A cause of action is a set of facts sufficient to justify a person suing or enforcing a legal right against another person.  The case of Auto Garage Vs Motor Kov (1971) EA 514 is authority for the legal proposition that in order for a party to sustain a cause of action such party must show court that he had a legal right and that such a legal right was not only violated but violated by the defendant (see also the decision of this court in  Cipla qualityChemicals Industries Ltd. Vs Namakoye Lucy Misc. Appn. 84/2017 which emphasized that these elements be disclosed in the memorandum of claim.

For this court to establish that the plaintiff/claimant has a cause of action against the defendant/respondent, the court only has to look at the pleadings which should ordinarily show  a set of facts that reveal the elements as disclosed in the above Auto Garage case.

Counsel for the claimant argued strongly that his client had a cause of action against the respondent by virtue of the fact that having been terminated by a party other than the respondent, the respondent thereafter regained the business in which the claimant was employed and took over management of the business.

Counsel for the respondent on the other hand argued strongly that the respondent having not terminated the claimant and having not re-employed him after resumption of the business in which the claimant had been employed and terminated by a third party and having not taken over assets and liabilities of the said third party, no cause of action arose against it.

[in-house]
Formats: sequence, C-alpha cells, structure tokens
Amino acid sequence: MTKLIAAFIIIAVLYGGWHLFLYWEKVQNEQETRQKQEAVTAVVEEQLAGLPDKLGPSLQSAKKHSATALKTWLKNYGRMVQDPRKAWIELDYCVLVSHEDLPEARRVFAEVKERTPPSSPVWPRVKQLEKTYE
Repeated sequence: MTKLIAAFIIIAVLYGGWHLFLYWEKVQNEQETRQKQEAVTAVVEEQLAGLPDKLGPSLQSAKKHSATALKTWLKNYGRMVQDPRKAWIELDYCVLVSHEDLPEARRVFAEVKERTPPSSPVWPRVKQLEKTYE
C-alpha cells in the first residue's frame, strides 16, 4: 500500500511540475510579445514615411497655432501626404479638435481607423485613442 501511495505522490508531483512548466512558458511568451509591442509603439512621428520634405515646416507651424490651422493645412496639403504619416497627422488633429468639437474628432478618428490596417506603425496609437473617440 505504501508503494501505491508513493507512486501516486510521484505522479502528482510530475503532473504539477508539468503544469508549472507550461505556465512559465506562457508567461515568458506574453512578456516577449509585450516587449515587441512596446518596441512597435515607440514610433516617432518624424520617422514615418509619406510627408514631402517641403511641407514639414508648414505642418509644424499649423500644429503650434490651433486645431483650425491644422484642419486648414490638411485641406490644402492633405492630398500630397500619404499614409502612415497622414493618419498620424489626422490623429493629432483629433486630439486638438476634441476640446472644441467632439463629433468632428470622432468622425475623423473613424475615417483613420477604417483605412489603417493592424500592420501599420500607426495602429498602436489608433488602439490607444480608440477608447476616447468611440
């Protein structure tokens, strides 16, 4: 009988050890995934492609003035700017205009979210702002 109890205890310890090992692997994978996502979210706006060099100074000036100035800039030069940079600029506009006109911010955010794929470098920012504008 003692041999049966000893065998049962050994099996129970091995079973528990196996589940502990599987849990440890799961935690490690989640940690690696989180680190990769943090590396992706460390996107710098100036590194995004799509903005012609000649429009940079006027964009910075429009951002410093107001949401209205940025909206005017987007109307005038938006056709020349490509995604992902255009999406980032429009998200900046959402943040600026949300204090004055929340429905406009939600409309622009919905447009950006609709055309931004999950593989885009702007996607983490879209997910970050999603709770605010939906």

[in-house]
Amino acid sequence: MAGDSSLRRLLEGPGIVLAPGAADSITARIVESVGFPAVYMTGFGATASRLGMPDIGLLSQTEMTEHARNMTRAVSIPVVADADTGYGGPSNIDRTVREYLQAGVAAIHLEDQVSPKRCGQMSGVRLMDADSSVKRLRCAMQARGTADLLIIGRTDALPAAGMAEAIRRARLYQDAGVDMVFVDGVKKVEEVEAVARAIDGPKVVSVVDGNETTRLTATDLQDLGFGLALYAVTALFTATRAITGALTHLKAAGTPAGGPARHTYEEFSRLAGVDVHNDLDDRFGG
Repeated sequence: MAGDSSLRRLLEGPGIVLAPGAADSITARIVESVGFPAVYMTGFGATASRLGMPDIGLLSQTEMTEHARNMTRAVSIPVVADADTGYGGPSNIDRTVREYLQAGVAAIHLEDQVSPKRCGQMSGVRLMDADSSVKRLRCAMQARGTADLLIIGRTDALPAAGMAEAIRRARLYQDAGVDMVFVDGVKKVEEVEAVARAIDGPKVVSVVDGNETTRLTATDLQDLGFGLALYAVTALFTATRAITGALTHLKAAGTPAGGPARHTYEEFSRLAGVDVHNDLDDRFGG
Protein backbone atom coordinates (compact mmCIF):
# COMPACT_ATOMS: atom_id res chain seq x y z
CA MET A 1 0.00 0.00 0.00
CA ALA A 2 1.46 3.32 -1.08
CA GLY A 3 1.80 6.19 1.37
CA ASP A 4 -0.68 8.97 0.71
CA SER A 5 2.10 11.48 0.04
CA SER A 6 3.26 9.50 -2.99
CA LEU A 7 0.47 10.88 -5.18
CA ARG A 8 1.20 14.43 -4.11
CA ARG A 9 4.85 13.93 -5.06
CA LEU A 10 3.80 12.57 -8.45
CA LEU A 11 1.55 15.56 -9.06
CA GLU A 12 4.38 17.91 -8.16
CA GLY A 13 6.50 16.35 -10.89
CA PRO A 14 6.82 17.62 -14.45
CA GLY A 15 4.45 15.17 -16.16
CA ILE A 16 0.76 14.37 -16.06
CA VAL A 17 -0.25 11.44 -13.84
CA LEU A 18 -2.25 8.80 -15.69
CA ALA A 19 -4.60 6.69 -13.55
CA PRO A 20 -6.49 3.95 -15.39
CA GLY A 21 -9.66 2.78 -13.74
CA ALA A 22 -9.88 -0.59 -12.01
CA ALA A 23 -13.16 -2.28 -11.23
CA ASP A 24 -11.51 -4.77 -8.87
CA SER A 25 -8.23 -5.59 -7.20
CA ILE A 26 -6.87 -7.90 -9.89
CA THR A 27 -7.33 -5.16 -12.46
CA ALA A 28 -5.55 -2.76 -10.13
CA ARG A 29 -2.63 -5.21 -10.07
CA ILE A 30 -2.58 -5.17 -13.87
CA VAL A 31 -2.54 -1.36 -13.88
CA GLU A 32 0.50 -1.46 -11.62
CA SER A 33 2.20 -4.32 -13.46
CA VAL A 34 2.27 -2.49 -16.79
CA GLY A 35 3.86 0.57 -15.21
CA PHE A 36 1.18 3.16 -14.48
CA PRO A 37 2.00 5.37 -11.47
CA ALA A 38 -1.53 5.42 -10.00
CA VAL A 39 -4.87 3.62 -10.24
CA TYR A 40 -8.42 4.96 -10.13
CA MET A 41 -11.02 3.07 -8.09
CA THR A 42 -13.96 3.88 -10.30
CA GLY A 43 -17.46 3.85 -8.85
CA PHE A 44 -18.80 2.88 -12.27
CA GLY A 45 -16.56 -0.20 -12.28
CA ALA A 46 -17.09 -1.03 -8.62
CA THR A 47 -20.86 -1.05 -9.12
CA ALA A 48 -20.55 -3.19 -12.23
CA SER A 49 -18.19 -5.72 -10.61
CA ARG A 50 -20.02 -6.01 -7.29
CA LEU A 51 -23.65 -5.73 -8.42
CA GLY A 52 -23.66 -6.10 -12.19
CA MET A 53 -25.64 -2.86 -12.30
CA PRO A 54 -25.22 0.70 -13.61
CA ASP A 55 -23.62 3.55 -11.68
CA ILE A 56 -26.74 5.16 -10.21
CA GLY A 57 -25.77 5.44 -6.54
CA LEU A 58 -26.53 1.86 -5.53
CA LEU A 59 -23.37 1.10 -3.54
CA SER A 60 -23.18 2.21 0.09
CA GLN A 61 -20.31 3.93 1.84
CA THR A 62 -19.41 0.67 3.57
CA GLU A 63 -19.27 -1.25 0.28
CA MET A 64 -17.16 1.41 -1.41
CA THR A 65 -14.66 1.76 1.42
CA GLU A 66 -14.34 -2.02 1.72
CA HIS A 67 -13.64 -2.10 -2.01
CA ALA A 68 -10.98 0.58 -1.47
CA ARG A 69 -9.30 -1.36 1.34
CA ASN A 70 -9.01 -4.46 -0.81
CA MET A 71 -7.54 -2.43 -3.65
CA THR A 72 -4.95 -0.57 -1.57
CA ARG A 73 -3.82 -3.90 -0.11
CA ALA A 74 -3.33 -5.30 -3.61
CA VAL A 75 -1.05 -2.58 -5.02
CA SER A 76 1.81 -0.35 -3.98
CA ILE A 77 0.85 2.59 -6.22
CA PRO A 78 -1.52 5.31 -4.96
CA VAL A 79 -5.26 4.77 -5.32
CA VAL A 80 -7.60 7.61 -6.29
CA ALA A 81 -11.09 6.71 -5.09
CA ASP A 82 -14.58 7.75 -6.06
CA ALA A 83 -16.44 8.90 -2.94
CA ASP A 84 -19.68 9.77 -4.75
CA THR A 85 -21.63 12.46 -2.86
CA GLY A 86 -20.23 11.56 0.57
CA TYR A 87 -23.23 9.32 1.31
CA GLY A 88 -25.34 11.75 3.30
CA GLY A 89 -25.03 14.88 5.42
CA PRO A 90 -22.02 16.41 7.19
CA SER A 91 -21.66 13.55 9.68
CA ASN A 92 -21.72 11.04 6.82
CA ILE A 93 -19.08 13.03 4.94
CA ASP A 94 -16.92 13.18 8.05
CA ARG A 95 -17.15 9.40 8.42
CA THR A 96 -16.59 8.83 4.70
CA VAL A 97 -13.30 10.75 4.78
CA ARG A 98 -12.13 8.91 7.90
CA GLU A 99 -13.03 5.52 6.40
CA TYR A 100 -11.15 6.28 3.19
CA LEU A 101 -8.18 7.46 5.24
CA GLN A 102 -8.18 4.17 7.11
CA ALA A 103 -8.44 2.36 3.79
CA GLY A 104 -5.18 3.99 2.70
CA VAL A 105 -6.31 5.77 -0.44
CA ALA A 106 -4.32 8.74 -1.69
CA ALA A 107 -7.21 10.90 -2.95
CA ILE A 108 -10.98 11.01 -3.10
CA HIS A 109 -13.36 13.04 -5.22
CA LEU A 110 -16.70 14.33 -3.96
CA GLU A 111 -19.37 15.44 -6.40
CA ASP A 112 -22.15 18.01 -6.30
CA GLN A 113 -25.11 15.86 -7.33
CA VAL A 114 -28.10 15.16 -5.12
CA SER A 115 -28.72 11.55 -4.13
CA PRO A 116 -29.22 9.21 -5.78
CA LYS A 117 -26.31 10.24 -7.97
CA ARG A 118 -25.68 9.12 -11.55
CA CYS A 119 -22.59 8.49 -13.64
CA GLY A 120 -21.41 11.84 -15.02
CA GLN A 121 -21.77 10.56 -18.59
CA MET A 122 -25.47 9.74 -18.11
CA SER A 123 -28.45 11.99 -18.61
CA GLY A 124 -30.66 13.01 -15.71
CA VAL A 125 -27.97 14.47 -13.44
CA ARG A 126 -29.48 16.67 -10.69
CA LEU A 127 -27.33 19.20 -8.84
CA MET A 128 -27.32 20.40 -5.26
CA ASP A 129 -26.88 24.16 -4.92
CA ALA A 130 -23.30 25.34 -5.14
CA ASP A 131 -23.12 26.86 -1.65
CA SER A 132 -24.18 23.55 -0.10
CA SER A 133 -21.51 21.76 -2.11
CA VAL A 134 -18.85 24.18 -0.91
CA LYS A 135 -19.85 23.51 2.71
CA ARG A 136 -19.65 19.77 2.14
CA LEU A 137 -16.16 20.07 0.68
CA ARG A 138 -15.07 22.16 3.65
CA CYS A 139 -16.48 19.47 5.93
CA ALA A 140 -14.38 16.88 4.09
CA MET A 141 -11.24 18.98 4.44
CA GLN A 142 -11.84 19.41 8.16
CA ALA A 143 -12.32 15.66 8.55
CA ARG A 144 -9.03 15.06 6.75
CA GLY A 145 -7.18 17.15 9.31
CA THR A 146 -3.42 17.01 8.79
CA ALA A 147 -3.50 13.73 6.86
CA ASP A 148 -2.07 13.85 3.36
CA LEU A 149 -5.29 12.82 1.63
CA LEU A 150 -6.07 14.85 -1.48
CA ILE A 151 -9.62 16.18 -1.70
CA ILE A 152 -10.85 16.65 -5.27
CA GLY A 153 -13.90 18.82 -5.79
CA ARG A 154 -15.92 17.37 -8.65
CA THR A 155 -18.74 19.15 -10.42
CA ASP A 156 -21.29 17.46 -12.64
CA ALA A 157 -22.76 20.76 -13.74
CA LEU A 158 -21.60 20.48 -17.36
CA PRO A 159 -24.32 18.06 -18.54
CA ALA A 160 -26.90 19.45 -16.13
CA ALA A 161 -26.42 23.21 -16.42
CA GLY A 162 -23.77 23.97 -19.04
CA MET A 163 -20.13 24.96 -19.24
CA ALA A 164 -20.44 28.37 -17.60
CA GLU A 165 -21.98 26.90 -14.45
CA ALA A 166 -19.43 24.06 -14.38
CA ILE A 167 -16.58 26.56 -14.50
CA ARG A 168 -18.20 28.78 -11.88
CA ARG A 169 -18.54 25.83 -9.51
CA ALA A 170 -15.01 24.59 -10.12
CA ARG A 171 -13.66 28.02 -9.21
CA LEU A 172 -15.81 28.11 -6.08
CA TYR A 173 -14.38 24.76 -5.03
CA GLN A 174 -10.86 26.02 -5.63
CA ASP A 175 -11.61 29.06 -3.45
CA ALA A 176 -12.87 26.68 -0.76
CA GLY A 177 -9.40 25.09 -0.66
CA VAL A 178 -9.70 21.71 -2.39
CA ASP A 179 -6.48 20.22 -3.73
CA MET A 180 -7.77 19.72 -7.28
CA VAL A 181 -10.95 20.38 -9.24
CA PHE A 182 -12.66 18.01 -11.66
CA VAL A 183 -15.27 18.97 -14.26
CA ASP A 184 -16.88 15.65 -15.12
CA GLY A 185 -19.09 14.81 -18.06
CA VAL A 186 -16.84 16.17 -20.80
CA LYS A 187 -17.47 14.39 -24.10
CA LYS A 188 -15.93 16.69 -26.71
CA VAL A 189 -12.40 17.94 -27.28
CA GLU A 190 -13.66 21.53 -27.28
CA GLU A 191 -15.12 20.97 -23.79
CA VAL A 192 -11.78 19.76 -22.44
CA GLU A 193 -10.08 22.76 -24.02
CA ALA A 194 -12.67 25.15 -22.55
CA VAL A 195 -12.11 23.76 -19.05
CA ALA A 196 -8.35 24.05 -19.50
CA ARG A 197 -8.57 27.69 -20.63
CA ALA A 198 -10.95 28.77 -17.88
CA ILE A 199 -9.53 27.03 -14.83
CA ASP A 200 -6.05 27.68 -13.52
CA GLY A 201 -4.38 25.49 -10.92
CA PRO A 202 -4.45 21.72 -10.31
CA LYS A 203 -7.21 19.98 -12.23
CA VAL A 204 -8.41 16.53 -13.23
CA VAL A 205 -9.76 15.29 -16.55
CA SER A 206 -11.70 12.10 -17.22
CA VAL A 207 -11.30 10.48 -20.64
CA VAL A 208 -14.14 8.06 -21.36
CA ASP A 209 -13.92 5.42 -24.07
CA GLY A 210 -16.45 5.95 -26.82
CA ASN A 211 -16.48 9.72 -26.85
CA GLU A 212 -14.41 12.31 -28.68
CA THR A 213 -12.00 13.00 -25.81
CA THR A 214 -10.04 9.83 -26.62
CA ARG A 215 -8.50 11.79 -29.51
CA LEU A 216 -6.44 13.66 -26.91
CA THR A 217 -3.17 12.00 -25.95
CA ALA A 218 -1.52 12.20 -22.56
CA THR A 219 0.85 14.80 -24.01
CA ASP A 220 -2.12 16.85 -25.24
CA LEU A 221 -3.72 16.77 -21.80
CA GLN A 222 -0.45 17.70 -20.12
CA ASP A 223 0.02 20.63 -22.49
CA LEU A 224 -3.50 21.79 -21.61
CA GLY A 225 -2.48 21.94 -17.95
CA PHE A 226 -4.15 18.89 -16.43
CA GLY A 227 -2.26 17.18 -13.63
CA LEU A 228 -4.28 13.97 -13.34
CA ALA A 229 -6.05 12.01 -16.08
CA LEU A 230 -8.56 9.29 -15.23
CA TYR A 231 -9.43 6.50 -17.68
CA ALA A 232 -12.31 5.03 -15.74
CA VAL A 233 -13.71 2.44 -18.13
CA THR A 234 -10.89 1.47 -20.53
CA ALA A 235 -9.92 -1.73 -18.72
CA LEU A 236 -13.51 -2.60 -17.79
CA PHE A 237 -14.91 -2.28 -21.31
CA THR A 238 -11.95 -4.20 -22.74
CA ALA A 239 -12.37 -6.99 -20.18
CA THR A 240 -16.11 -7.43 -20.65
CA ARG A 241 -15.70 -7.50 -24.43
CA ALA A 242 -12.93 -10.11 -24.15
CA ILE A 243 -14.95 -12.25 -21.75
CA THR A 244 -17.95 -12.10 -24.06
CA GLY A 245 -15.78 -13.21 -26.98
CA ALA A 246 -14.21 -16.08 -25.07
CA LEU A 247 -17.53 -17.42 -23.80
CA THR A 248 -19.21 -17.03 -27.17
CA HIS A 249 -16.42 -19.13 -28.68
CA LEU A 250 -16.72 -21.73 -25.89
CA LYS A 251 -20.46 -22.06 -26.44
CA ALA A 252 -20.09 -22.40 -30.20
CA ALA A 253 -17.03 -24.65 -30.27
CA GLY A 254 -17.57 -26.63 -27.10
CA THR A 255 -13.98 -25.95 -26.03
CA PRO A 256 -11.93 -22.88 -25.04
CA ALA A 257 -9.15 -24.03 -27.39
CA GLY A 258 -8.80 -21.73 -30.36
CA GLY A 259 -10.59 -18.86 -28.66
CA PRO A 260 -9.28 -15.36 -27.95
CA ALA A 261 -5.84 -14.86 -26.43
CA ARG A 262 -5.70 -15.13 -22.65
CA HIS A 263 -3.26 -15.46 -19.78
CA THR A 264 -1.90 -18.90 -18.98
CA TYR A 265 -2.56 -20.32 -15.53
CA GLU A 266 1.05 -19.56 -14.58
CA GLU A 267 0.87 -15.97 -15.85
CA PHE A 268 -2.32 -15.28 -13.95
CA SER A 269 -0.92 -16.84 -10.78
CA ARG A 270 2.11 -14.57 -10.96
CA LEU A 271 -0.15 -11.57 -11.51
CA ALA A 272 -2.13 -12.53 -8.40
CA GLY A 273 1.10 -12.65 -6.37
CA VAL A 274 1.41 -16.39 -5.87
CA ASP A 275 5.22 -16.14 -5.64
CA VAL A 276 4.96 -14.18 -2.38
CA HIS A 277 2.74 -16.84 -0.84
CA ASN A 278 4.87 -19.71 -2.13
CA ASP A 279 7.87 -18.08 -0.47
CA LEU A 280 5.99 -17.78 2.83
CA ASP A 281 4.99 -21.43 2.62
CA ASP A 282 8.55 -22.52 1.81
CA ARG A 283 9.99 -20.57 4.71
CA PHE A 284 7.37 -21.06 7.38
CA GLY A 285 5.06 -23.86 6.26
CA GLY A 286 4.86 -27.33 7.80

On perusal of the amended memorandum of claim, paragraph 5 shows that the claimant was employed by the 1st respondent who suspended him for alleged theft and subsequently terminated him.

Having withdrawn the claim from the 1st respondent, the set of facts as enumerated in the memorandum of claim could not connect to the second respondent as employer and terminator of the claimant’s employment merely because the second respondent regained control and management of the business of railways. No pleadings were disclosed to the effect that the 2nd respondent took over assets and liabilities of the 1st respondent.  It was not established by the pleadings that the claimant had a legal right he enjoyed which was violated by the 2nd respondent.   Consequently, we agree with the 2nd respondent that no cause of action was disclosed against it by the pleadings.  In accordance with Order 7 rule 11(a) of the Civil Procedure Rules the Memorandum of claim is hereby rejected for the above reasons.  Ordinarily having rejected the memorandum of claim, court would not go into other issues arising from the same claim but for the sake of finally completing this matter, we shall go into the issue whether the claimant was wrongfully terminated.

As already pointed out in the discussion above, the second respondent was not an employer of the claimant and did not participate in the process of dismissal.  The claimant withdrew the case against his own employer who suspended, subjected him to disciplinary hearing and subsequently dismissed him.